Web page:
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ISLAMABAD: The National Electric Power Regulatory Authority (Nepra), on Wednesday, reserved its determination for a uniform increase in base tariff of up to Rs7.12 per unit fixing it to Rs35.50 per unit for 2024-25 from 29.78 per unit of FY 2023-27 at an exchange rate of Rs300/$, amid calls of revision in pacts with the IPPs and revelation of the government’s plan to legalise revenue–based load shedding.

This was the crux of the public hearing which continued for three hours on the government’s motion, meanT to get approval of the new Schedule of Tariff (SoT) for Discos and K-Electric for 2024-25 along with an addendum to keep tariffs of protected and non-protected categories of domestic consumers, using up to 200 units at the level of existing tariff for next three months starting from July 2024 after adjustment of Rs50 billion subsidy approved by the federal government from PSDP 2024-25.

K-Electric seeks Rs10.69/unit hike in base tariff for 7 years

The NEPRA has also started investigation into overbilling by the Discos, after retrieving 60 date from PITC which deals with the billing of Discos. The NEPRA is expected to unveil its findings next week.

The authority comprising Chairman Nepra Waseem Mukhtar, Member (Technical) Sindh Rafique Ahmad Shaikh, Member (Tariff and Finance) Mathar Niaz Rana, Member KPK Maqsood Anwar Khan, and Member (Law) Amina Ahmed officiated a hearing in this regard.

The presentation given by the CPPA-G indicates that rebasing has assumed on the projections of received 120 billion units, sold units 106 billion, T&D losses 11.43 per cent, rupee–dollar parity Rs300, energy charges 10.94 per unit, capacity charges 18.39 per unit and use of system charges (UoSC), Rs1.54 per unit. This shows generation cost will be Rs30.88 per unit to recover Rs3.278 trillion from Rs26.02 per unit of last year, which was meant to recover Rs2.866 trillion. The government will also recover the distribution margin of Rs3.68 per unit, and Prior Year Adjustments of Rs0.94 per unit.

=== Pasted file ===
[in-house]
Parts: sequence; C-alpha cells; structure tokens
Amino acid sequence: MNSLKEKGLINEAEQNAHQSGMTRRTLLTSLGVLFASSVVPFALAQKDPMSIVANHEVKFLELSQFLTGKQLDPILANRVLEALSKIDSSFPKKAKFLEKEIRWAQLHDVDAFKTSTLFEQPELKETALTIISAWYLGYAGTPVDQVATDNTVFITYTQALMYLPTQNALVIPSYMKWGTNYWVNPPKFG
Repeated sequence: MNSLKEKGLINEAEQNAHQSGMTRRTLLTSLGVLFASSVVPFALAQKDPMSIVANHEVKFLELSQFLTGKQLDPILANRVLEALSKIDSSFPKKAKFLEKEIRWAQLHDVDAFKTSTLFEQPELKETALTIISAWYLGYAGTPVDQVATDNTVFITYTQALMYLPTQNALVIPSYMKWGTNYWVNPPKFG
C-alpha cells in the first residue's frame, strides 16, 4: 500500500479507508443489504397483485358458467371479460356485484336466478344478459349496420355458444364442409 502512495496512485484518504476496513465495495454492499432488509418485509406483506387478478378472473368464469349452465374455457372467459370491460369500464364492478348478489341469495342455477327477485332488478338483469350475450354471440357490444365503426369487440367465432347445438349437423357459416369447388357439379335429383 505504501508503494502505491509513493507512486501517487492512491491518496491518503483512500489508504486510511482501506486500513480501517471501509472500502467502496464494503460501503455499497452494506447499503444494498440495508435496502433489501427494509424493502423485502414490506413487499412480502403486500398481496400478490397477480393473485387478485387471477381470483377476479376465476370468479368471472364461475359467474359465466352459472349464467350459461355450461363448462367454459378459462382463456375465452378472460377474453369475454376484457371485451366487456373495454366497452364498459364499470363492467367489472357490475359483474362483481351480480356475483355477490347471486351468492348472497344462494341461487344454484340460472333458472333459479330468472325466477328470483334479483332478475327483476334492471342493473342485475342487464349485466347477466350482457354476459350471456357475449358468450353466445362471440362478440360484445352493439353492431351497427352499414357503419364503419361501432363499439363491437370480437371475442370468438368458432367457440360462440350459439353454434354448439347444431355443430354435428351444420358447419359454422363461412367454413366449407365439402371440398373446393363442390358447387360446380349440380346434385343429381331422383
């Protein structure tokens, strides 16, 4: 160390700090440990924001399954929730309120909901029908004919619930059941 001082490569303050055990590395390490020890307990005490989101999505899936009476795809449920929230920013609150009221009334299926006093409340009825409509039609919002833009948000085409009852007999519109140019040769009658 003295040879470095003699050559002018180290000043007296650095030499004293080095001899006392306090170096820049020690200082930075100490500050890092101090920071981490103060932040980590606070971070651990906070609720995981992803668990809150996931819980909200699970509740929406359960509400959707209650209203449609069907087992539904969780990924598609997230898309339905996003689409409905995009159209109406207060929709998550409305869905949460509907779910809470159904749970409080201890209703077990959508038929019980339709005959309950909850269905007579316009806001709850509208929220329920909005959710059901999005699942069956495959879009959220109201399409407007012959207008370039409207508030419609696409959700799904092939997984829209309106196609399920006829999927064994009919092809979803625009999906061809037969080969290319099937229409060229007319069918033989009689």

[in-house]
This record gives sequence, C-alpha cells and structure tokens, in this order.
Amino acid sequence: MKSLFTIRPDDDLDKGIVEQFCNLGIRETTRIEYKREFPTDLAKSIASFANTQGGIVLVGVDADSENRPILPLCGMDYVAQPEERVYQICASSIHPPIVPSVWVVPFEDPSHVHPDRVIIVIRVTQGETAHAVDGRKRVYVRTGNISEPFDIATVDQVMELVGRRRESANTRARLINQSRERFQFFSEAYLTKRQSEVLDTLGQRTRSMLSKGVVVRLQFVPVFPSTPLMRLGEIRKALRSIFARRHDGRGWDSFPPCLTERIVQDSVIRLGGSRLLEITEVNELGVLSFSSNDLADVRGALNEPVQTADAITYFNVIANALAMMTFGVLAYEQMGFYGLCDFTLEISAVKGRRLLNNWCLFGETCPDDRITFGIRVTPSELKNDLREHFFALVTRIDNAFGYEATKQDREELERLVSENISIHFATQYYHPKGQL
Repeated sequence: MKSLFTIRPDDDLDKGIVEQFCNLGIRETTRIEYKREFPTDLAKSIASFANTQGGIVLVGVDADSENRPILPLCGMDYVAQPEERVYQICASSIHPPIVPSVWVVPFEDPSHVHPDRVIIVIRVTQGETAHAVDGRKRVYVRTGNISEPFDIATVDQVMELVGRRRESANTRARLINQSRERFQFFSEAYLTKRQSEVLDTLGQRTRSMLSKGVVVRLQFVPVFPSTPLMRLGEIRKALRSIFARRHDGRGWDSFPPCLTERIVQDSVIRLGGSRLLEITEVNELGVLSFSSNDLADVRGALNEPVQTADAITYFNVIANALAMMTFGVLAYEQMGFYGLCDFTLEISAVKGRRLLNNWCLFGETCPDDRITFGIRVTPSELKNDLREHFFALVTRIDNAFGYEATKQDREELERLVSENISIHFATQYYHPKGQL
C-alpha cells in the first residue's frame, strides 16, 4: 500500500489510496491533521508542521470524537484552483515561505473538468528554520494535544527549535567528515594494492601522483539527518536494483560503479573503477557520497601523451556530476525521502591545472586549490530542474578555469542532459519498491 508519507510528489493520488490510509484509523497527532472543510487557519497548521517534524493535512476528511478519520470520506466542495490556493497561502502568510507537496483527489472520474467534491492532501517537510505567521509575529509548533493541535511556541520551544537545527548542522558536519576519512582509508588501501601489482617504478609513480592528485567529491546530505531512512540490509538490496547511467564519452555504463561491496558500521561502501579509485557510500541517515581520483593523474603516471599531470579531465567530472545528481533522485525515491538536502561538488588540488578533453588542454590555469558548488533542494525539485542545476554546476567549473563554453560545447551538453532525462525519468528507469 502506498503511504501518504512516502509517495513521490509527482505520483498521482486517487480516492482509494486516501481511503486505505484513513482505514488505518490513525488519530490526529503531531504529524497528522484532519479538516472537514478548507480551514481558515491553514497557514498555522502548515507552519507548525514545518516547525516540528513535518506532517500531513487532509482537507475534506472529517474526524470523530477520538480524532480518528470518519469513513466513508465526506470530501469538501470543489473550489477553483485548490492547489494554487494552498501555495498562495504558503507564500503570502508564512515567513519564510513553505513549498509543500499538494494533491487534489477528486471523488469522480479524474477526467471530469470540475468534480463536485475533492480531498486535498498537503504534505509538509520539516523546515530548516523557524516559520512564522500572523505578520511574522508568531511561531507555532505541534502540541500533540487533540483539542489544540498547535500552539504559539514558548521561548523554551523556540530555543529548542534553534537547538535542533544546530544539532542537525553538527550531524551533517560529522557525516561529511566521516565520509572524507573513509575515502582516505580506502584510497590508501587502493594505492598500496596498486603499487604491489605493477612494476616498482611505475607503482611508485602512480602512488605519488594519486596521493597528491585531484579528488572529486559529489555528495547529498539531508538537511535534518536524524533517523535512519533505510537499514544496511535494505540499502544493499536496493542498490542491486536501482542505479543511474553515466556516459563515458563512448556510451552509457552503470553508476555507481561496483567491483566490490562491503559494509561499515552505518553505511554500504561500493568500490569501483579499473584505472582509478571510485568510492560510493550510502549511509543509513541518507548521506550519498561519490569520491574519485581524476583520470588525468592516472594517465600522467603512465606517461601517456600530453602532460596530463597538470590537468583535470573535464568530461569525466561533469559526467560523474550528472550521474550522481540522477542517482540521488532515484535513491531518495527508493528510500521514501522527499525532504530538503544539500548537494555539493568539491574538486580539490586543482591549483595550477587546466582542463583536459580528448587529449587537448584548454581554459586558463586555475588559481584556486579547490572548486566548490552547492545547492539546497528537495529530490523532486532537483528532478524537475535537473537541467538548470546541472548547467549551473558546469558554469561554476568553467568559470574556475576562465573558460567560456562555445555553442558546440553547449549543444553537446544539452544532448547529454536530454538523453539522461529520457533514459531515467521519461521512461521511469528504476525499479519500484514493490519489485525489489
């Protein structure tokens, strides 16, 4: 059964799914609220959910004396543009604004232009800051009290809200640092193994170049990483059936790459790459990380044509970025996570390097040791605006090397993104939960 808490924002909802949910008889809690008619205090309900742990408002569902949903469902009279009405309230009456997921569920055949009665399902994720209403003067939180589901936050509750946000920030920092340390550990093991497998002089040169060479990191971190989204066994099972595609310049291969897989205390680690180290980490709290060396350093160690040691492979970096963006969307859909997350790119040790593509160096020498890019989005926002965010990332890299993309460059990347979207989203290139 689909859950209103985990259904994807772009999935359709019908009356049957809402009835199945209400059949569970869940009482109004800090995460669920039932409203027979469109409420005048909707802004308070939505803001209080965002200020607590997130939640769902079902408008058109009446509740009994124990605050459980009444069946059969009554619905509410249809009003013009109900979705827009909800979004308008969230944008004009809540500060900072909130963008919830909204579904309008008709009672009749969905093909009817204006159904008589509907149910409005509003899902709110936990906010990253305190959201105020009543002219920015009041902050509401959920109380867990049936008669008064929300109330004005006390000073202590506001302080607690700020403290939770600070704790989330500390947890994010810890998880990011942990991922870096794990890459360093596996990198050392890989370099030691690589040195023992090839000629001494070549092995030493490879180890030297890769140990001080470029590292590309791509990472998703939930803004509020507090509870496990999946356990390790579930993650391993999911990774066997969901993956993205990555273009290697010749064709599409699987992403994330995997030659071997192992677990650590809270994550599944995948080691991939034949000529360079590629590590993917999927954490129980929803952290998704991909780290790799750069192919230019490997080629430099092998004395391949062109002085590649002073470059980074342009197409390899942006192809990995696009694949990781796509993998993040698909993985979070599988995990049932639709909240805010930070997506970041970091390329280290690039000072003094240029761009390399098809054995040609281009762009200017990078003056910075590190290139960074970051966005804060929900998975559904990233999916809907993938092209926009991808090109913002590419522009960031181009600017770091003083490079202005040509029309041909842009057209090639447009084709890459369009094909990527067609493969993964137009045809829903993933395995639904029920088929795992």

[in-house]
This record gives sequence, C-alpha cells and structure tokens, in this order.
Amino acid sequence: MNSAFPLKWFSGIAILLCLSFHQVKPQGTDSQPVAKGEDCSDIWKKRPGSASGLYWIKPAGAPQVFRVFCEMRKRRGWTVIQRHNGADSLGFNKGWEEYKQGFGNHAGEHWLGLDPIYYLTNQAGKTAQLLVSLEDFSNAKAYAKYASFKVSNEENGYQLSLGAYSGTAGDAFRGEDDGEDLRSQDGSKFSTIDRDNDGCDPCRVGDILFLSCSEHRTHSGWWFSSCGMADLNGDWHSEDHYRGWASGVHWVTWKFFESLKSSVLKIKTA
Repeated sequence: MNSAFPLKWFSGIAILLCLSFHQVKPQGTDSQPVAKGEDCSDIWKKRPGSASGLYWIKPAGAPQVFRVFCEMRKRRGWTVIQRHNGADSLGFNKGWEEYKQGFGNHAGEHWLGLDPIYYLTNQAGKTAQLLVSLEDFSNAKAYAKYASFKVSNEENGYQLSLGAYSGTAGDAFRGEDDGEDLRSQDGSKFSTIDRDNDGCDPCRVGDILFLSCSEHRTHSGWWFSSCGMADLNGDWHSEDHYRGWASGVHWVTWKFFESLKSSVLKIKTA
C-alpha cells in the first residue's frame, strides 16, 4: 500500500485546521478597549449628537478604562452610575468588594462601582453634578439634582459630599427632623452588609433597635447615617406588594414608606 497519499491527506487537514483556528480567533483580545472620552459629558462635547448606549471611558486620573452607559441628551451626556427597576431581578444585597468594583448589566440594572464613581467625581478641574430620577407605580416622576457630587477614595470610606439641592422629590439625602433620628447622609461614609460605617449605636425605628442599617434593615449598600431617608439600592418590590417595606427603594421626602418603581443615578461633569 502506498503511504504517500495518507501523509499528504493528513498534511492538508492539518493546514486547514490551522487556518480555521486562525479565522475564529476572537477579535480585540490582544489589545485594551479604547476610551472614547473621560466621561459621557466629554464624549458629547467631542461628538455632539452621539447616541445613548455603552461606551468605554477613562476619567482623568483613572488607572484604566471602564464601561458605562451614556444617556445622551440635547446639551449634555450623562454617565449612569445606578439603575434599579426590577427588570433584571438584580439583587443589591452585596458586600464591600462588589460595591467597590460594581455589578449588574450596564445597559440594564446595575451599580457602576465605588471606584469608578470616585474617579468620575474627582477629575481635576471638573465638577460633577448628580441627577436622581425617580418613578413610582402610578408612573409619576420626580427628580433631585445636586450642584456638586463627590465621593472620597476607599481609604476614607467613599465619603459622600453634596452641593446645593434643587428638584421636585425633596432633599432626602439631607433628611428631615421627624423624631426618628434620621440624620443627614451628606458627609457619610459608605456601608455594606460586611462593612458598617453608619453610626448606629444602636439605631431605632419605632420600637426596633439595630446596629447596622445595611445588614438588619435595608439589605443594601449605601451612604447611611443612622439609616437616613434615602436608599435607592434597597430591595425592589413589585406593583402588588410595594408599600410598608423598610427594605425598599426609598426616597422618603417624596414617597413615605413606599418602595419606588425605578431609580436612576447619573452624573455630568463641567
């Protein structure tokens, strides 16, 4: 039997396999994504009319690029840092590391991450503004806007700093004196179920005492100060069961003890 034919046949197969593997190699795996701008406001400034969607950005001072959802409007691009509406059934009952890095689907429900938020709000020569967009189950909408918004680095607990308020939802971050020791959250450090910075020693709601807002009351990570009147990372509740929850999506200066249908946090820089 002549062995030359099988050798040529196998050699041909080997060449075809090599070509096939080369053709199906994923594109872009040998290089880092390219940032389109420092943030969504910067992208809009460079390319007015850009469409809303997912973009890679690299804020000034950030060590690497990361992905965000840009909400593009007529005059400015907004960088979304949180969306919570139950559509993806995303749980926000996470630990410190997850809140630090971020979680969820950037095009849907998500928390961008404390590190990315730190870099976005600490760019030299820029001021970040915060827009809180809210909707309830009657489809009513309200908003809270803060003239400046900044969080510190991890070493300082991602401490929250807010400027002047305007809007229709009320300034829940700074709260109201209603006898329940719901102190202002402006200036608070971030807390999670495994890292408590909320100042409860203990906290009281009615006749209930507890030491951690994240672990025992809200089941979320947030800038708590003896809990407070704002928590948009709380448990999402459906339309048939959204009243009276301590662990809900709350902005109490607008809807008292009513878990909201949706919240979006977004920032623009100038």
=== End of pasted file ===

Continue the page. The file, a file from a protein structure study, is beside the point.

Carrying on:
The total financial impact of these adjustments will be of Rs3.768 trillion for FY 2024-25 at the base tariff of Rs35.50 per unit.

Of Rs3.768 trillion total envisaged revenue Rs1.161 trillion will be energy cost, whereas, Rs2.116 trillion will be capacity charges. The new base tariff has been assumed on the basis of reduction in consumption by three per cent during 2024-25 despite the fact that 11 per cent decline consumption has been recorded in May 2024.

Member (Tariff and Finance) Mathar Niaz Rana was of the view that there is a need to look into generation side, insurance and other factors of fuel to bring the tariff down, adding that the concerns of the consumers are genuine.

“[The] elephant in the room is generation. Has [the] Power Division inquire that if the generation is efficient or not. Whenever we raise the issue, it is stated that Discos are not performing well. Yes, Discos have their issues, but our generation plants like IPPs are operating? If their generation is as efficient as the same plants in the region or any other country. I feel, there is a need to look into that factor to bring improvement,” Rana added.